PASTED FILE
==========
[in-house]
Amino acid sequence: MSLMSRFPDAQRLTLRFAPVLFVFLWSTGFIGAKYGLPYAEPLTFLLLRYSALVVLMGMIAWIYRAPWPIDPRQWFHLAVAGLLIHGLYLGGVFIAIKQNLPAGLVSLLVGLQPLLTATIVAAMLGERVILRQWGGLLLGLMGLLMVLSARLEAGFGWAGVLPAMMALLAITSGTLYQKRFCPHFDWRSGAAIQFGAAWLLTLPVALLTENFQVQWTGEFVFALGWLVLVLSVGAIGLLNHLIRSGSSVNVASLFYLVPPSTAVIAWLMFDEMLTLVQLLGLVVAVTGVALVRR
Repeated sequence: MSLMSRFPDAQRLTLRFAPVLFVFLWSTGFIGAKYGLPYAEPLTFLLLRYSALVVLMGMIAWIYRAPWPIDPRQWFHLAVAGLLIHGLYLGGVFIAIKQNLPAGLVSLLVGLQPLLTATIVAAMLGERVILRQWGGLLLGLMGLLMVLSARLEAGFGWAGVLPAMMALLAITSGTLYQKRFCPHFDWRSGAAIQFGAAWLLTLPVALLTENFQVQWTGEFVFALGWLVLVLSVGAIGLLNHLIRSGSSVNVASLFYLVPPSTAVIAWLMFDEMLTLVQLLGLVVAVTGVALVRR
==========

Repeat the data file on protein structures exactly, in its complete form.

[in-house]
Amino acid sequence: MSLMSRFPDAQRLTLRFAPVLFVFLWSTGFIGAKYGLPYAEPLTFLLLRYSALVVLMGMIAWIYRAPWPIDPRQWFHLAVAGLLIHGLYLGGVFIAIKQNLPAGLVSLLVGLQPLLTATIVAAMLGERVILRQWGGLLLGLMGLLMVLSARLEAGFGWAGVLPAMMALLAITSGTLYQKRFCPHFDWRSGAAIQFGAAWLLTLPVALLTENFQVQWTGEFVFALGWLVLVLSVGAIGLLNHLIRSGSSVNVASLFYLVPPSTAVIAWLMFDEMLTLVQLLGLVVAVTGVALVRR
Repeated sequence: MSLMSRFPDAQRLTLRFAPVLFVFLWSTGFIGAKYGLPYAEPLTFLLLRYSALVVLMGMIAWIYRAPWPIDPRQWFHLAVAGLLIHGLYLGGVFIAIKQNLPAGLVSLLVGLQPLLTATIVAAMLGERVILRQWGGLLLGLMGLLMVLSARLEAGFGWAGVLPAMMALLAITSGTLYQKRFCPHFDWRSGAAIQFGAAWLLTLPVALLTENFQVQWTGEFVFALGWLVLVLSVGAIGLLNHLIRSGSSVNVASLFYLVPPSTAVIAWLMFDEMLTLVQLLGLVVAVTGVALVRR